Richard Amory's legendary novel of a gay Arcadia in the Pacific Northwest captured the hearts and minds, as well as other body parts, of gay readers from its first publication in the 1960s. It is back in a deluxe edition with an extensive preface by Michael Bronski, providing historical and literary context, as well as reprints of interviews with the author that deal with such topics as his difficulties with publishers and his disgust at the liberties taken by the 1970 film version of the novel.
Is "Song of the Loon" worth all the fuss? Although I'd heard a lot about the novel over the years this was my first actual reading. In some ways Amory's work is not much different from a heterosexual romance novel. It is set in a nineteenth-century wilderness that never existed, with stalwart white heroes, and Indians (not Native Americans) who are models of the "noble savage." Everyone is handsome of face, muscular of body and enormous of endowment. The stately, grammatically elaborate fashion in which the characters speak (quite frequently they break into poetry, giving Amory's work an odd kinship with, of all people, Tolkien) further increases the distance from any reality. The frequent sexual encounters are similarly recounted in a strange mix of clinical realism and elaborate metaphor.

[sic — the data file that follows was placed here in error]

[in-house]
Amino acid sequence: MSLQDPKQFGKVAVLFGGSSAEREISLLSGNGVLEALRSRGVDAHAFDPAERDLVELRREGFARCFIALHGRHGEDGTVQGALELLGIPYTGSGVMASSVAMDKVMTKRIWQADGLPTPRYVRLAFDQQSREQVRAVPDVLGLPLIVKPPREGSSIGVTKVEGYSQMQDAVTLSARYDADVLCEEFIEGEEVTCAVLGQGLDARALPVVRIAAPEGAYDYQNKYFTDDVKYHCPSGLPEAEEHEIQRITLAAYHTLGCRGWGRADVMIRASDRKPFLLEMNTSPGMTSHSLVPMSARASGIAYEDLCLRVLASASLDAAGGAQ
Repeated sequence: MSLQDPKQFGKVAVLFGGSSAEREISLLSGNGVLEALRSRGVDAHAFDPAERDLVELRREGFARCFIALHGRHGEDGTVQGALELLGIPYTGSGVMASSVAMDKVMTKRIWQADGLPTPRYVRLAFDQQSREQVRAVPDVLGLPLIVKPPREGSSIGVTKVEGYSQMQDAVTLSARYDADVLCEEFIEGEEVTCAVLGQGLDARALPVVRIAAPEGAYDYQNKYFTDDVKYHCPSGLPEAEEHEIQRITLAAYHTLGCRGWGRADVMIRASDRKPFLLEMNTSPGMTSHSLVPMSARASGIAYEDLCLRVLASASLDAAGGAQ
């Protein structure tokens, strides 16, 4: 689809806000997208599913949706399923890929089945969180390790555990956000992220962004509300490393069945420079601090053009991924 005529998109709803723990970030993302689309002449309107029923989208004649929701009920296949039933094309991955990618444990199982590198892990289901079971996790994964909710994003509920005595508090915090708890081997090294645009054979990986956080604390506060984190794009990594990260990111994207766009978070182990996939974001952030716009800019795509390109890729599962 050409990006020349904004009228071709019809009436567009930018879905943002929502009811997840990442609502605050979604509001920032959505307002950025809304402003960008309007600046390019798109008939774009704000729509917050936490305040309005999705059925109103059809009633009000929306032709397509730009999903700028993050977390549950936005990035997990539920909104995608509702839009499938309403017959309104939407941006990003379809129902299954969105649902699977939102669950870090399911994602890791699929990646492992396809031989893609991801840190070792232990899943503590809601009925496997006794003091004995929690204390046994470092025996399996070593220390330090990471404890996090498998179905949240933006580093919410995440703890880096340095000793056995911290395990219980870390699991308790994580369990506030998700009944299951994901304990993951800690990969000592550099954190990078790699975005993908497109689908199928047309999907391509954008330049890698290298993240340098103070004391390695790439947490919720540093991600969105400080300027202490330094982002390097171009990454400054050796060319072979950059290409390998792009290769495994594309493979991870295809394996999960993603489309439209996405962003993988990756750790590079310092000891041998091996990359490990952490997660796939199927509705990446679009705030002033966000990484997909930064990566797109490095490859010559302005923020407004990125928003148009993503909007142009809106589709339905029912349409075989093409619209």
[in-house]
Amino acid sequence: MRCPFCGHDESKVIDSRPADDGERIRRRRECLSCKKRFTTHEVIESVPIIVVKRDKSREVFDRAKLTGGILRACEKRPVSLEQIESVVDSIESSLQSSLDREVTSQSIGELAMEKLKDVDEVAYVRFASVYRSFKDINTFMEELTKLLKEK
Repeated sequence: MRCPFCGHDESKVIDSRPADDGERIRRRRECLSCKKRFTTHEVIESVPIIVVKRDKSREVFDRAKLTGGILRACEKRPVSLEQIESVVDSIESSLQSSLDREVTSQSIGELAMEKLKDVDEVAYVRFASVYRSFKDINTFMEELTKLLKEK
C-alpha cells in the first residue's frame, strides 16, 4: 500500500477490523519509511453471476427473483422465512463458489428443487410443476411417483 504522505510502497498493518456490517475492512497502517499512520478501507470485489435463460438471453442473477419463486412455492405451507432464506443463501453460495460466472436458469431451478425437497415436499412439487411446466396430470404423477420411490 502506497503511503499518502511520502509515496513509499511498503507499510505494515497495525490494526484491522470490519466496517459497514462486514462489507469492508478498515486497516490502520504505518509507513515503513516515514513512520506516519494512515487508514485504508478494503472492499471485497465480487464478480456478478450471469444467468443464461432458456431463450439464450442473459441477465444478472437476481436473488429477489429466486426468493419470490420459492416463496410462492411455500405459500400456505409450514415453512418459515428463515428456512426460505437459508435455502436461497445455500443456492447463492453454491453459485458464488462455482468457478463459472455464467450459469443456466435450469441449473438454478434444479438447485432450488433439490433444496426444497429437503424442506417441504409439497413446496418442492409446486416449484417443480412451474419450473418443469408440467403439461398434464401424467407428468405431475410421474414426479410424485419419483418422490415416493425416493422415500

Thus, the cynical reader may be tempted to dismiss "Song of the Loon" as a dated period piece. However, this coming-of-age story about Ephraim MacIver, a man fleeing a cruel and manipulative lover, who meets sundry hunky, horny native men on a river journey before finding true love with Cyrus Wheelwright, a trapper, can still exert its unique spell if one accepts it for what it is: a portrait of an entirely closed, Utopian system, in which women, guilt, homophobia and sexually transmitted diseases do not exist (though an unfortunate, probably unconscious racism does--despite his numerous satisfying encounters with various Indians, it is impossible not to notice that MacIver in the end chooses a fellow white man as his partner) . In such a universe these unimpeachably masculine, perpetually cruising men can kiss, speak freely of love and recite poetry to each other, while gravely discussing issues of monogamy and fidelity. The few villains are men who are unwilling to admit their desires for other men, or whose desires are twisted by self-hatred. They are dispatched with ease, converted, not killed--what little violence there is in "Song of the Loon" takes place in hallucinatory visions, not reality. In a present-day America where violence against GLBT citizens and legislated homophobia seem to be on the ascendancy, Amory's vision of a peaceable gay world is extraordinarily moving. I started this book prepared to dismiss it, but ended up falling under the author's spell.
Incidentally, the end of "Loon" leaves Ephraim's and Cyrus' relationship in a somewhat ambiguous state: may readers expect reissues of the two sequels Amory wrote, I hope?